“We have our parts to play. Listen. Hidden traits can be revealed.”

The two Seekers began in unison, eyes tightly shut as everyone scrambled in delighted panic. The long-legged Irish sisters took risky spots behind a smaller vehicle, close to Base. The judge’s daughter hid behind her family station wagon. And lastly, the mischievous dark-haired fraternal twins ducked behind bushes in front of another neighbours porch. The Sisters giggled, shushed each other, then had another fit.

“7! 8! 9…” shouted the Seekers.

I debated joining the Sisters, with Base strategically close and an easy run from all directions. But it didn’t feel right. I stopped mid-dash at a cluster of three grouped Birch trees in my front yard. This was the spot.

I wedged myself between two larger ones, ignoring the scrapes on my legs, and crouched low to the ground as leaves crunched under dirty hands. My heart beat furiously, a steady knockknockknock against my chest. I could smell earth and damp. Sweat beads formed on my forehead as I tried to even out my breathing through flared nostrils, sucking in fresh cold air. Eventually, the melodious symphony of crickets and toads replaced the steady thumping from my excited heart. I felt ready.

“…19, 20!! Ready or not, here we come!”

I crouched lower, my head inches from damp ground. Breathing deep, I watched through the Birch trees. I watched as the Seekers mumbled to each other, then parted.

I watched the Hunters.

Seeker Tommy ran towards the Irish Sisters. YOU FOUND US! peals of laughter emitting from them both, as he tagged Katie first. Seeker Julie calculated her steps then gave chase towards Judge’s daughter Cheri and the mischievous brothers, Lee and Jon. The brothers split-up and ran towards Base, but Cheri stood her ground. Julie targeted her supposed easy kill before Cheri, at the last moment, ran away from Base, further down the street. Julie stopped chasing and looked for someone closer and slower, growing desperate.

Seizing my chance, I sprang like a gazelle and ran. Julie gave chase after me but I was too far ahead. I touched the edge of Buick, Base, before she could claim victory.

“Yeaaaaah! Wooooooo!!” I yelled, grinning. “I win! I win! I’m alive!” Everyone laughed. “Okay, let’s go again!”

In the distance voices called. Katie turned and grabbed Caroline’s hand.

“We gotta go now, time for dinner.” The Sisters skipped hand-in-hand towards the silhouettes of their parents standing outside.

“C’mon, let’s play!” said Jon and Julie.

As they started counting, I ran towards my secret spot nestled among the Birches. But this time, I wasn’t as careful. As I stepped onto the wet grass I slipped and twisted my ankle. Grimacing, I looked down and my skinned knee and tender ankle. There was no way I could run to Base.

“11, 12, 13…”

I glanced up at the Birches.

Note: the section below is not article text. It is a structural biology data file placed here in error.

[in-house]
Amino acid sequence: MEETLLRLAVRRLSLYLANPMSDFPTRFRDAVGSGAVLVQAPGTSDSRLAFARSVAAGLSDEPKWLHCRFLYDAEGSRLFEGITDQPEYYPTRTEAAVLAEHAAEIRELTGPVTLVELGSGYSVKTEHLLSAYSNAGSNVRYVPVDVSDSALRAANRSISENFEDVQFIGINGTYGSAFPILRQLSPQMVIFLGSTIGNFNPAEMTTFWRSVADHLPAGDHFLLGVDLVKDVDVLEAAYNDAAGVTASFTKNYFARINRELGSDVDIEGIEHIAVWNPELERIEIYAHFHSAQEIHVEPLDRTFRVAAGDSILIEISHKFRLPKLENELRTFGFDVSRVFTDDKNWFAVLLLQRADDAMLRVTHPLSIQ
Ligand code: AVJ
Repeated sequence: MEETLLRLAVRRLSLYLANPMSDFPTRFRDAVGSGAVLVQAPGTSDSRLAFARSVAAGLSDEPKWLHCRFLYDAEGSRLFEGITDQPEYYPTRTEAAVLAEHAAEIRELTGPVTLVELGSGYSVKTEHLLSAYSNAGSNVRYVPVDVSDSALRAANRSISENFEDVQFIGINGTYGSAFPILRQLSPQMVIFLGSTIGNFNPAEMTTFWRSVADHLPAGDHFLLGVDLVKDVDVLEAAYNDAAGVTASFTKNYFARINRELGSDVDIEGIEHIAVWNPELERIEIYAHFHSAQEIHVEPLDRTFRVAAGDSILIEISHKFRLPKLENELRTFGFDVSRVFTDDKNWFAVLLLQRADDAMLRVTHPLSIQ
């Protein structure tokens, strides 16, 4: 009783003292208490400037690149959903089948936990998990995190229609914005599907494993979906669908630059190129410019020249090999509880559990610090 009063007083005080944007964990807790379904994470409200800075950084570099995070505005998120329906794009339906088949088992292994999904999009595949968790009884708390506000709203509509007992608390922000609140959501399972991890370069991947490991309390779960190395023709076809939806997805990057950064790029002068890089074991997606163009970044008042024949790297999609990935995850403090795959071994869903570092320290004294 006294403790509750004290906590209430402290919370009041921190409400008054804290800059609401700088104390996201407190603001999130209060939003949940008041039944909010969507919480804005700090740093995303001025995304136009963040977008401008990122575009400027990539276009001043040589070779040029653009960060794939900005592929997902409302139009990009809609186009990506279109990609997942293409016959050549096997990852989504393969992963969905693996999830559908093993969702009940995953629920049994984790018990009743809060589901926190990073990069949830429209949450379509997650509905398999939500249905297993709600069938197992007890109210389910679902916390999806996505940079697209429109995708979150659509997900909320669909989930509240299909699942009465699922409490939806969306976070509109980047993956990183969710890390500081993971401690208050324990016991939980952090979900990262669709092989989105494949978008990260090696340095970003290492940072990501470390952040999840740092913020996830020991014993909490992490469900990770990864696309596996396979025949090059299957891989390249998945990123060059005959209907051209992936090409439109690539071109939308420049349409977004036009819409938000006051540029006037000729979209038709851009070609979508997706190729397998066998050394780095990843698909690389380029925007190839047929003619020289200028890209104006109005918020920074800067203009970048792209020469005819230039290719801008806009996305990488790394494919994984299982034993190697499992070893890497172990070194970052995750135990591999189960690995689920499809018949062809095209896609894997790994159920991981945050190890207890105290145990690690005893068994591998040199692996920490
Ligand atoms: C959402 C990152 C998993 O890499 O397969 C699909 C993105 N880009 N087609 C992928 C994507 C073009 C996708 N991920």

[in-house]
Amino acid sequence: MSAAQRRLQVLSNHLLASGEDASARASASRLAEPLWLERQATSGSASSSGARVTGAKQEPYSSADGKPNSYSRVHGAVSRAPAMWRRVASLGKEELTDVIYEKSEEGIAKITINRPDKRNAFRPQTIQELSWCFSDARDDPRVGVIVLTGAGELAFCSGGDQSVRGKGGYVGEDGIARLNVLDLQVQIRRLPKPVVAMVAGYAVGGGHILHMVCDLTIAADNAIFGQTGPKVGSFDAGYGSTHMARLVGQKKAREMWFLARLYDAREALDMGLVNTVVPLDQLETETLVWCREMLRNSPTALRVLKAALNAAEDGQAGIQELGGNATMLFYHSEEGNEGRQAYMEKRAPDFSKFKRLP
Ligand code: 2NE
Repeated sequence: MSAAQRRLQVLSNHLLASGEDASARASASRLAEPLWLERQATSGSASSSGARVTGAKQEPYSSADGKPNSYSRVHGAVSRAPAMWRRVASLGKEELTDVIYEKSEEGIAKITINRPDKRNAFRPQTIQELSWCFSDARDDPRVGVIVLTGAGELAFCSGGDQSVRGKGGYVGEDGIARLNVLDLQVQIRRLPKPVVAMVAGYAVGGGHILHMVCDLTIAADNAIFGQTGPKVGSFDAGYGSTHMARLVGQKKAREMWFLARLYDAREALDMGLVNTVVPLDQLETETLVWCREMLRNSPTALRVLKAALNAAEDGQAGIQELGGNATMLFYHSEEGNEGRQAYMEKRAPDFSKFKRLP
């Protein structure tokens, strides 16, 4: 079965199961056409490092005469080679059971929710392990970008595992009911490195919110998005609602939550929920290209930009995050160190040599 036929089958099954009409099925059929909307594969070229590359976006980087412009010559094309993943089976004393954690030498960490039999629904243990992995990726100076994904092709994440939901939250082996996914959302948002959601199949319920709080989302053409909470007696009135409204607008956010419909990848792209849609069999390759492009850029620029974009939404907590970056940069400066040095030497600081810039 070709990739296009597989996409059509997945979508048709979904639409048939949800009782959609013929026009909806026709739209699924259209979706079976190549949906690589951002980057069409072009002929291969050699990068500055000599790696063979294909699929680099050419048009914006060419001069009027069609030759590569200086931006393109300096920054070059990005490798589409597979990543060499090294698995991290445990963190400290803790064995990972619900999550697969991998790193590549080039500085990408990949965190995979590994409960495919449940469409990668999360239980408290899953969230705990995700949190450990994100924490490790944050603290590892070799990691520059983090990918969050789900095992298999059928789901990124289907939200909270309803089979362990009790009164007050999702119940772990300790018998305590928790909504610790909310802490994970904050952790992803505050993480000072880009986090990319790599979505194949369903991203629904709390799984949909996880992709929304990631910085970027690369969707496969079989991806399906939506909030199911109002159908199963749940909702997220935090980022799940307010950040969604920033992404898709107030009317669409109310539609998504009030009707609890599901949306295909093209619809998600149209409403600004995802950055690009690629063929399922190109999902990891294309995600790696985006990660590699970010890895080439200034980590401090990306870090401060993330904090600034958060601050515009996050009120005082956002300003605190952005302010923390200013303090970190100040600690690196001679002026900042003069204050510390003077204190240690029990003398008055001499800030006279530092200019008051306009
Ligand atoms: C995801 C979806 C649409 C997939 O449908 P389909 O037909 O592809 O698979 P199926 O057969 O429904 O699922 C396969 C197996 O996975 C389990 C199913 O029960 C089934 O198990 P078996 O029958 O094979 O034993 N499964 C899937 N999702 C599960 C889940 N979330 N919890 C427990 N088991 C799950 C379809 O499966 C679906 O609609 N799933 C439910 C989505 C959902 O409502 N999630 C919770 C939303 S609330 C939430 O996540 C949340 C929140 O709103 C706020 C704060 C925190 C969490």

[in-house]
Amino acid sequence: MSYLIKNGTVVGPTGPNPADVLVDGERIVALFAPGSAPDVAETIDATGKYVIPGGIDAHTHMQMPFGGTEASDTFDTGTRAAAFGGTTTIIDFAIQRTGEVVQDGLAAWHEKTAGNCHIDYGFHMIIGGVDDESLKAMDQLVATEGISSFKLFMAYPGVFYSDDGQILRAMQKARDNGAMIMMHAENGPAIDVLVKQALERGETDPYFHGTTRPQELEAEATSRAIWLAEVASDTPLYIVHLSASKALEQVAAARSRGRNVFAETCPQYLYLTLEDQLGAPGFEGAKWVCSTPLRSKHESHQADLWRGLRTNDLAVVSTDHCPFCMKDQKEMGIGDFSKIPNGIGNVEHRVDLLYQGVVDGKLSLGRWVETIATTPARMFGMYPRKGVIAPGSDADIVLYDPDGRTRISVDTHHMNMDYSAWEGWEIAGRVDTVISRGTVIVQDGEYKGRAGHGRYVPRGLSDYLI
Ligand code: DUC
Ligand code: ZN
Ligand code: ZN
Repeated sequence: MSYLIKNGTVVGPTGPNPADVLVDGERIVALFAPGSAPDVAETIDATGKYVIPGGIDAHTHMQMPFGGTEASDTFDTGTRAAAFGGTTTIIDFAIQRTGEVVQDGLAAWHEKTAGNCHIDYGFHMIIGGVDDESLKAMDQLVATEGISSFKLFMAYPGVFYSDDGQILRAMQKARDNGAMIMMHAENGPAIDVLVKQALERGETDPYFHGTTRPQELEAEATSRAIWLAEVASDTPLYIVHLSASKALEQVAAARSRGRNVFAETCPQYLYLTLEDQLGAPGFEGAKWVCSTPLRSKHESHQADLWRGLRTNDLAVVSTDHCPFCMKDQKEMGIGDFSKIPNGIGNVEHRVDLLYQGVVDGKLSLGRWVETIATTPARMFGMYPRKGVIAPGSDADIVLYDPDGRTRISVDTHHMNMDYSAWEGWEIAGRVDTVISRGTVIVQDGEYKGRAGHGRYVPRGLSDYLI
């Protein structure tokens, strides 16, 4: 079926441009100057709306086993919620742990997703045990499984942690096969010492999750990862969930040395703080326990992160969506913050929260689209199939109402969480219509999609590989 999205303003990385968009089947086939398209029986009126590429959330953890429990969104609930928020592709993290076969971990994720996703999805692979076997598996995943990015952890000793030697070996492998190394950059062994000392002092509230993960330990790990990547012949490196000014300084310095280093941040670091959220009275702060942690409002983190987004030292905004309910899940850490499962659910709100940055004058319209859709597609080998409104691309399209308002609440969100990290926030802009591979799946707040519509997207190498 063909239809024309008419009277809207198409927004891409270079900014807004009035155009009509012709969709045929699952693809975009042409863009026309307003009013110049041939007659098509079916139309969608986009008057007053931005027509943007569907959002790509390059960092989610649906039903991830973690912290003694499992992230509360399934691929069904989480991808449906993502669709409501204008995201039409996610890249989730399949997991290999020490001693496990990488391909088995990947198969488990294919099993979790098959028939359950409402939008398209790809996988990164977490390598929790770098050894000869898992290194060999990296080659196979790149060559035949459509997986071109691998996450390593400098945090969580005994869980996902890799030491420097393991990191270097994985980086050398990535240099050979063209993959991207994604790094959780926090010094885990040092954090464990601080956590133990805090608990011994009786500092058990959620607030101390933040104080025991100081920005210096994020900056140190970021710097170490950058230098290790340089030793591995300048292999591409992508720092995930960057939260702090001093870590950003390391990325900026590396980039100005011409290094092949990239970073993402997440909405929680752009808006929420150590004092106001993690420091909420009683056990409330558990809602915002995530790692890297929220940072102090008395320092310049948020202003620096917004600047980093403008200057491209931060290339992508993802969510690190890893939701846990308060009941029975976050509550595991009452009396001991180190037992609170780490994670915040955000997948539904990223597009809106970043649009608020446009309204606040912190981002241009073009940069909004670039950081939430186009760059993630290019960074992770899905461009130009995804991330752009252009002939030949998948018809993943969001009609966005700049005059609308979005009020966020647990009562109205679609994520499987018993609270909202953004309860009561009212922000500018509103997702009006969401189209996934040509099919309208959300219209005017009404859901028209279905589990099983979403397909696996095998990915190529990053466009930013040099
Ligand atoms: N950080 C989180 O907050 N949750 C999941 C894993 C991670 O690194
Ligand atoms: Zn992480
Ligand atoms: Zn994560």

The hardest part was the first branch. After that it was a piece of cake. I quietly crept up, up, up until I was just high enough and out of sight. The dense foliage of other surrounding around the Birches provided plenty of stealthy cover.

“Here we come!”

Julie ran immediately to the Birches, having seen me run there previously. I should have known better, Julie was a good Huntress and I got lazy. High above her, I grinned in amazement as she circled in puzzlement, before running to the cars with Tommy and other neighborhood kids.

“Kids, time to come back!”

“Ah man, 5 more minutes, c’mon!”

“It’s time for dinner, time to come in!”

Tommy and Julie shrugged and ran back home. Other neighborhood kids did as well. I watched them all as they walked/ran back inside with their parents.

When everyone had gone, and the street quiet, I climbed down and returned inside for dinner.

The next morning, I walked over to the Birches. It was the end of summer and the sky looked a bit grey. But how the Birches gleamed against the drab skylines. All three had beautiful white parchment bark, which could be stripped away in long, thin sheets. Three beautiful white trees in the middle of a lush green enclosure. Each standing proud and majestically.

I climbed the tallest one.

Higher than last night, I surveyed the cul-de-sac. I watched families come and and cars whiz past the main road outside the cul-de-sac. Kids yelling in their homes, in the street, in their backyards and driveways. Laughing, crying, talking. Televisions. Stereos. Radios blaring. People shuffling in and out of cars, homes. Band practice, cheer practice, baseball practice, swim lessons, tutoring lessons. Cars driving past the neighborhood. Cars driving through the neighbourhood. Parking, leaving again.

I watched ants trail up one of the branches. The sway and tug and pull of life, as wind tousled my hair and leaves rustled on the ground, around my Birch. I watched everything. My small world view.

When the street lights flickered on, illuminating the dark street and parked cars, I felt peace. I then heard neighbourhood kids playing tag, screaming in delight as they chased one another. The thrill of hunting your prey. The thrill of being caught. The grandiose thrill of being alive.

I climbed down to join.